Earlier this month, Conservation International held its annual New York dinner, and the event was one attended by more than 450 people. Of course, with hosts like former Secretary of State Hillary Clinton and actor Harrison Ford, it wasn’t an event to be missed. And in its sixteenth year, the dinner raised more than $1.6 million to support Conservation International.
Ford is the Vice-Chairman for CI, and after an introduction by co-founder, CEO and Chairman Peter Seligmann, he and Secretary Clinton took to the stage. Together they formed a powerful duo, discussing conservation effort, environmental challenges, poaching, climate change, and much more.
At one point during their 45-minute conversation, Secretary Clinton touched on the poaching of African elephants, calling it a “huge, international criminal enterprise,” that has morphed into something different than it used to be. “It is no longer taking a tusk to the nearest market. It’s carried out by highly armed, vicious bands who come in helicopters wearing night goggles.”
Ford talked about the connection between economic wellbeing of nations and environmental health—a connection that he says is a direct one. Failure to address environmental health issues could lead to serious national security issues.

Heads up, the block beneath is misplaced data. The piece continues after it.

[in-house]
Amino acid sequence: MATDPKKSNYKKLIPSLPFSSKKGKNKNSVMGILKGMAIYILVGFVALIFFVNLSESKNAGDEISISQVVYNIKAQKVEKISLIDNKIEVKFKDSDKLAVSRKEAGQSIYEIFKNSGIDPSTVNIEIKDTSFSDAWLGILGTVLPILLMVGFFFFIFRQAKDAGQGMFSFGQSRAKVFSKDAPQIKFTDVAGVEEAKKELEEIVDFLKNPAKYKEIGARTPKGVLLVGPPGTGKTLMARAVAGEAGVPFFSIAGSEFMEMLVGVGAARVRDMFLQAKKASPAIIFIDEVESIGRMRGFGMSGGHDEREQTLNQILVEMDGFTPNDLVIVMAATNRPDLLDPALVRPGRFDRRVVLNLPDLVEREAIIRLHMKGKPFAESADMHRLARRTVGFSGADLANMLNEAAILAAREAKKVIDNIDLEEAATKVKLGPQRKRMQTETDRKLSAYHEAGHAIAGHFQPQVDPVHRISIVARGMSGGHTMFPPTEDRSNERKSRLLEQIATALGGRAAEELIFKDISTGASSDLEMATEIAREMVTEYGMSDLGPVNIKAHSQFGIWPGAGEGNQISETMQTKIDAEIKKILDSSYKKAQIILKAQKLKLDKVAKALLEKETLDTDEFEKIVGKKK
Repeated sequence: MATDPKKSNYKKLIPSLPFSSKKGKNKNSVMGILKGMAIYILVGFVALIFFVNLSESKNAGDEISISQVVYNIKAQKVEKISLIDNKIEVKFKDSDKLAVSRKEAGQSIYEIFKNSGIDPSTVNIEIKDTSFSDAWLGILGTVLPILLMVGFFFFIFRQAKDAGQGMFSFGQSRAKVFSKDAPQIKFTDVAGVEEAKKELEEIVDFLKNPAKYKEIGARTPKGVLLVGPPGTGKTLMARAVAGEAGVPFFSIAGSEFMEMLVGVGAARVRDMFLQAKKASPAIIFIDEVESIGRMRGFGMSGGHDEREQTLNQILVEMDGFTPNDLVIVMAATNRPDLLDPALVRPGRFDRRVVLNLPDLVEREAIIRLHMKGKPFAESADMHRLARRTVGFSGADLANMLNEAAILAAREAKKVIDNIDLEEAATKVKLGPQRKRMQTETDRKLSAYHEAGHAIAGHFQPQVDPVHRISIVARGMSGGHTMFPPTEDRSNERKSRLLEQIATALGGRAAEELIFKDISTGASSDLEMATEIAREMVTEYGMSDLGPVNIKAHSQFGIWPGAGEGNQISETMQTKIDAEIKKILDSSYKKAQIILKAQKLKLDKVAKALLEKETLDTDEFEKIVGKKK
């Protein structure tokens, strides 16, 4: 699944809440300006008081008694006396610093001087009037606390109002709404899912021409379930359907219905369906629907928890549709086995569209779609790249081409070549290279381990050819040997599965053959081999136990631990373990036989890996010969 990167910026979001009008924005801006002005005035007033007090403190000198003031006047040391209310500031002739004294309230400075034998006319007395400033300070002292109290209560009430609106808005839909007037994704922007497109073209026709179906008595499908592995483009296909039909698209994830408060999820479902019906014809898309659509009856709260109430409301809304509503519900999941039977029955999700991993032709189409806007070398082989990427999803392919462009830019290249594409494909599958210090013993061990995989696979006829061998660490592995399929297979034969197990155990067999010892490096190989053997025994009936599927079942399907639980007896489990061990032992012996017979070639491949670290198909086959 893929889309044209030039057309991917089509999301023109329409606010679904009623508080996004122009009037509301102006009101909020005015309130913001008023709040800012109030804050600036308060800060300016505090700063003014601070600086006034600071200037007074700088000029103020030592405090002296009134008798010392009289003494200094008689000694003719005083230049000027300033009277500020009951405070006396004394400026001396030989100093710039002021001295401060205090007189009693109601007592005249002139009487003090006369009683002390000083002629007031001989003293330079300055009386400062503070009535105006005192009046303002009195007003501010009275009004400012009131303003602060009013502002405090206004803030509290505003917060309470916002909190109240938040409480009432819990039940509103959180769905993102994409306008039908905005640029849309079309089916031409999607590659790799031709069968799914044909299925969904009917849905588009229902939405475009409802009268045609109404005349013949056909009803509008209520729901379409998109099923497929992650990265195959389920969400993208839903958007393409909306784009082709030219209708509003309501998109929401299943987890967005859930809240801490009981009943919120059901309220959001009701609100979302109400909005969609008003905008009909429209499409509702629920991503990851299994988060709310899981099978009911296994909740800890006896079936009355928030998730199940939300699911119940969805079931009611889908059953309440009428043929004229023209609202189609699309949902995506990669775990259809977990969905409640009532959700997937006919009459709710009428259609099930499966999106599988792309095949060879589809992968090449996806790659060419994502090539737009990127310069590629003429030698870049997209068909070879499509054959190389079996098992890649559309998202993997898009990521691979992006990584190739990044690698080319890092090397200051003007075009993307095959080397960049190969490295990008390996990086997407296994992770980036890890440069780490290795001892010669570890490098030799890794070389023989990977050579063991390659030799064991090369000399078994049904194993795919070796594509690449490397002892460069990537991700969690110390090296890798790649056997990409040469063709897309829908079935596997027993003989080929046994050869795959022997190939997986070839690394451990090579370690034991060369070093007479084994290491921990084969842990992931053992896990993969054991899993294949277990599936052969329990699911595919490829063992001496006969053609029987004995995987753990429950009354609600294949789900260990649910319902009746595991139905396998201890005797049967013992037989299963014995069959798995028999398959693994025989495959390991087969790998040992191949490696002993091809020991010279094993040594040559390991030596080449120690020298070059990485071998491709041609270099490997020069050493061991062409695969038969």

“We have reached a point in our human history where nature may be unable to support the weight and the appetites of the planet’s human population,” he said. “We’ve weakened the natural world’s capacity to provide us with fresh water natural pollinators for our crops, food, botanical sources of future medicines.”
Alejandro and Andres Santo Domingo, the sons of Julio Mario Santo Domingo, also attended the gala dinner. Santo Domingo was being honored for his many years of work with CI, in which he built a successful conservation awareness program in Colombia.
“He has influenced our board, influenced our organization and impacted everybody in our institution. He was one of the most extraordinary men that I ever encountered; a citizen of the world,” said Seligmann. Andres, Santo Domingo’s youngest son, has remained active within Conservation International, carrying the torch that his father once held aloft.
Julio Mario Santo Domingo was, until his death, the head of the Santo Domingo Group, which owns the second largest amount of shares in SABMiller, the world’s second largest beer company. That responsibility has now been passed onto his son Alejandro.